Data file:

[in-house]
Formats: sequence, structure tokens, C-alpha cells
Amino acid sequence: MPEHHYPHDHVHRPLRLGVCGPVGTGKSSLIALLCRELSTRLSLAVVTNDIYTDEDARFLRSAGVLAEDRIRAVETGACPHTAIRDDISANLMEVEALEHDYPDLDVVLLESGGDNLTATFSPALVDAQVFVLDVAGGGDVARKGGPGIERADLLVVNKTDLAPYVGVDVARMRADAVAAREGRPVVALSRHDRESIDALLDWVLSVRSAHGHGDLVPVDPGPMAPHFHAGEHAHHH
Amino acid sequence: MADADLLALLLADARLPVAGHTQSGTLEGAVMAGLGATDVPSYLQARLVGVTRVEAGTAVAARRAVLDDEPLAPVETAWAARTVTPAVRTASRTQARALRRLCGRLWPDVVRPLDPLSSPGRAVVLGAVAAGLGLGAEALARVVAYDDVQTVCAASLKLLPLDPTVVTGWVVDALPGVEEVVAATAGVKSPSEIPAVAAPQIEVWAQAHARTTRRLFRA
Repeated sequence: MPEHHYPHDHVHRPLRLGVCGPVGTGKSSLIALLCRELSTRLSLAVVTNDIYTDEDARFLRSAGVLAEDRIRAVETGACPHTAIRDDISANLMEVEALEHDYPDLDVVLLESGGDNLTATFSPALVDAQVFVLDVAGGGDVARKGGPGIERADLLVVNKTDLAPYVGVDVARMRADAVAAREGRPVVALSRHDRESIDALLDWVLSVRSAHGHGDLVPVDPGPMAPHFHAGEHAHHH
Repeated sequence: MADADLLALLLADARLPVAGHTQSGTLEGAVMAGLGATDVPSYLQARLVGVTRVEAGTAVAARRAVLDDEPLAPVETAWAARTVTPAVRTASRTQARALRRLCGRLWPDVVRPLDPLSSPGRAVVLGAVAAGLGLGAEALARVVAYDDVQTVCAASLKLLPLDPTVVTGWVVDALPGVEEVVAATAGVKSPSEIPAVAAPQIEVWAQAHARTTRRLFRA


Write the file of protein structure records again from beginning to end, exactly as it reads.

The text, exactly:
[in-house]
Formats: sequence, structure tokens, C-alpha cells
Amino acid sequence: MPEHHYPHDHVHRPLRLGVCGPVGTGKSSLIALLCRELSTRLSLAVVTNDIYTDEDARFLRSAGVLAEDRIRAVETGACPHTAIRDDISANLMEVEALEHDYPDLDVVLLESGGDNLTATFSPALVDAQVFVLDVAGGGDVARKGGPGIERADLLVVNKTDLAPYVGVDVARMRADAVAAREGRPVVALSRHDRESIDALLDWVLSVRSAHGHGDLVPVDPGPMAPHFHAGEHAHHH
Amino acid sequence: MADADLLALLLADARLPVAGHTQSGTLEGAVMAGLGATDVPSYLQARLVGVTRVEAGTAVAARRAVLDDEPLAPVETAWAARTVTPAVRTASRTQARALRRLCGRLWPDVVRPLDPLSSPGRAVVLGAVAAGLGLGAEALARVVAYDDVQTVCAASLKLLPLDPTVVTGWVVDALPGVEEVVAATAGVKSPSEIPAVAAPQIEVWAQAHARTTRRLFRA
Repeated sequence: MPEHHYPHDHVHRPLRLGVCGPVGTGKSSLIALLCRELSTRLSLAVVTNDIYTDEDARFLRSAGVLAEDRIRAVETGACPHTAIRDDISANLMEVEALEHDYPDLDVVLLESGGDNLTATFSPALVDAQVFVLDVAGGGDVARKGGPGIERADLLVVNKTDLAPYVGVDVARMRADAVAAREGRPVVALSRHDRESIDALLDWVLSVRSAHGHGDLVPVDPGPMAPHFHAGEHAHHH
Repeated sequence: MADADLLALLLADARLPVAGHTQSGTLEGAVMAGLGATDVPSYLQARLVGVTRVEAGTAVAARRAVLDDEPLAPVETAWAARTVTPAVRTASRTQARALRRLCGRLWPDVVRPLDPLSSPGRAVVLGAVAAGLGLGAEALARVVAYDDVQTVCAASLKLLPLDPTVVTGWVVDALPGVEEVVAATAGVKSPSEIPAVAAPQIEVWAQAHARTTRRLFRA